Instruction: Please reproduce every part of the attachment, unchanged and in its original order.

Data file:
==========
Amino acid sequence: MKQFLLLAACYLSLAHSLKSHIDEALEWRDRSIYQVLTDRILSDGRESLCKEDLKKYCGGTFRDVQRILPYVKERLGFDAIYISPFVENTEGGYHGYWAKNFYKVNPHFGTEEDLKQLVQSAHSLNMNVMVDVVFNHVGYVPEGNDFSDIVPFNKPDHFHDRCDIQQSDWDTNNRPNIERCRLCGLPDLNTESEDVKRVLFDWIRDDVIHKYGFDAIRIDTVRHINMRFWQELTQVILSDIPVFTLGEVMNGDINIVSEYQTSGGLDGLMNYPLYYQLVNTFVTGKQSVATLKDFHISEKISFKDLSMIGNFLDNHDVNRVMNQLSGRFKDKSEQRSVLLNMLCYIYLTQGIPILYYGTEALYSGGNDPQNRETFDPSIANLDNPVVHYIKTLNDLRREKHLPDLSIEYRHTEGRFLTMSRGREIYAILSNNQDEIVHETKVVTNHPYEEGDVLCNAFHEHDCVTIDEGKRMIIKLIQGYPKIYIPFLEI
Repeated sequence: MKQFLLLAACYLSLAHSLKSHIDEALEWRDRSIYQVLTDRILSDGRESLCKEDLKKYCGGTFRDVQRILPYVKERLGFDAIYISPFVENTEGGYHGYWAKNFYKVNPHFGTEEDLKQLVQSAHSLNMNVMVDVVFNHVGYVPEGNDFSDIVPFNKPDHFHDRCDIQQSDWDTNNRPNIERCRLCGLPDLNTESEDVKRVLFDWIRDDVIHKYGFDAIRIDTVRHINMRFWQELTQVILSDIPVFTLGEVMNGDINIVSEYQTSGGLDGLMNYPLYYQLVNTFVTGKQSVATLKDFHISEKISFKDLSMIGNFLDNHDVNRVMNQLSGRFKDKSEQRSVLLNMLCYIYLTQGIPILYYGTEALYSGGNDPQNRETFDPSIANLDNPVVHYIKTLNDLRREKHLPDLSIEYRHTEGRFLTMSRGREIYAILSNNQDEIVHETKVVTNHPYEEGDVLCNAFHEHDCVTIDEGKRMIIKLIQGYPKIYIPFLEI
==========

Amino acid sequence: MKQFLLLAACYLSLAHSLKSHIDEALEWRDRSIYQVLTDRILSDGRESLCKEDLKKYCGGTFRDVQRILPYVKERLGFDAIYISPFVENTEGGYHGYWAKNFYKVNPHFGTEEDLKQLVQSAHSLNMNVMVDVVFNHVGYVPEGNDFSDIVPFNKPDHFHDRCDIQQSDWDTNNRPNIERCRLCGLPDLNTESEDVKRVLFDWIRDDVIHKYGFDAIRIDTVRHINMRFWQELTQVILSDIPVFTLGEVMNGDINIVSEYQTSGGLDGLMNYPLYYQLVNTFVTGKQSVATLKDFHISEKISFKDLSMIGNFLDNHDVNRVMNQLSGRFKDKSEQRSVLLNMLCYIYLTQGIPILYYGTEALYSGGNDPQNRETFDPSIANLDNPVVHYIKTLNDLRREKHLPDLSIEYRHTEGRFLTMSRGREIYAILSNNQDEIVHETKVVTNHPYEEGDVLCNAFHEHDCVTIDEGKRMIIKLIQGYPKIYIPFLEI
Repeated sequence: MKQFLLLAACYLSLAHSLKSHIDEALEWRDRSIYQVLTDRILSDGRESLCKEDLKKYCGGTFRDVQRILPYVKERLGFDAIYISPFVENTEGGYHGYWAKNFYKVNPHFGTEEDLKQLVQSAHSLNMNVMVDVVFNHVGYVPEGNDFSDIVPFNKPDHFHDRCDIQQSDWDTNNRPNIERCRLCGLPDLNTESEDVKRVLFDWIRDDVIHKYGFDAIRIDTVRHINMRFWQELTQVILSDIPVFTLGEVMNGDINIVSEYQTSGGLDGLMNYPLYYQLVNTFVTGKQSVATLKDFHISEKISFKDLSMIGNFLDNHDVNRVMNQLSGRFKDKSEQRSVLLNMLCYIYLTQGIPILYYGTEALYSGGNDPQNRETFDPSIANLDNPVVHYIKTLNDLRREKHLPDLSIEYRHTEGRFLTMSRGREIYAILSNNQDEIVHETKVVTNHPYEEGDVLCNAFHEHDCVTIDEGKRMIIKLIQGYPKIYIPFLEI